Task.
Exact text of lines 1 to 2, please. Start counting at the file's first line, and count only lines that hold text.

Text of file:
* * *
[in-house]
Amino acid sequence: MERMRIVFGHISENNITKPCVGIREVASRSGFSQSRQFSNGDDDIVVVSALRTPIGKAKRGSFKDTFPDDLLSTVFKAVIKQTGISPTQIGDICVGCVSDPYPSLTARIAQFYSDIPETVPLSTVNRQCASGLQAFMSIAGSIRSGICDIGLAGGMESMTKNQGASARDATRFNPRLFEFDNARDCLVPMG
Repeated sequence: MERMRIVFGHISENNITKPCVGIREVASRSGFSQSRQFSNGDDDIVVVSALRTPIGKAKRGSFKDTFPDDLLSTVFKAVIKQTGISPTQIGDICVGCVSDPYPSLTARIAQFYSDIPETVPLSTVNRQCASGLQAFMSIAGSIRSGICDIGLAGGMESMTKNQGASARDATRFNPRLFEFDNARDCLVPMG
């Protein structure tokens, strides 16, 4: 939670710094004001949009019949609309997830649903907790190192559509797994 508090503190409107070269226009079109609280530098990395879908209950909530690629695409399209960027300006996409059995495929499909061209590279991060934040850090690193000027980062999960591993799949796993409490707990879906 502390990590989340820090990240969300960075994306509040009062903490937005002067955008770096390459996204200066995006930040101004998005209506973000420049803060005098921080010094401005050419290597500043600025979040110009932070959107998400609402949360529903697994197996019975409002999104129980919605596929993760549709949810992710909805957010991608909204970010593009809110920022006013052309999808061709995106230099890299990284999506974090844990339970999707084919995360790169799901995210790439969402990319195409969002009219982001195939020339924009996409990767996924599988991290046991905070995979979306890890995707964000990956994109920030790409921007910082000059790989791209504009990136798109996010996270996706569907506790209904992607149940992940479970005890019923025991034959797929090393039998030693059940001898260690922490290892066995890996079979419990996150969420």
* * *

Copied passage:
[in-house]
Amino acid sequence: MERMRIVFGHISENNITKPCVGIREVASRSGFSQSRQFSNGDDDIVVVSALRTPIGKAKRGSFKDTFPDDLLSTVFKAVIKQTGISPTQIGDICVGCVSDPYPSLTARIAQFYSDIPETVPLSTVNRQCASGLQAFMSIAGSIRSGICDIGLAGGMESMTKNQGASARDATRFNPRLFEFDNARDCLVPMG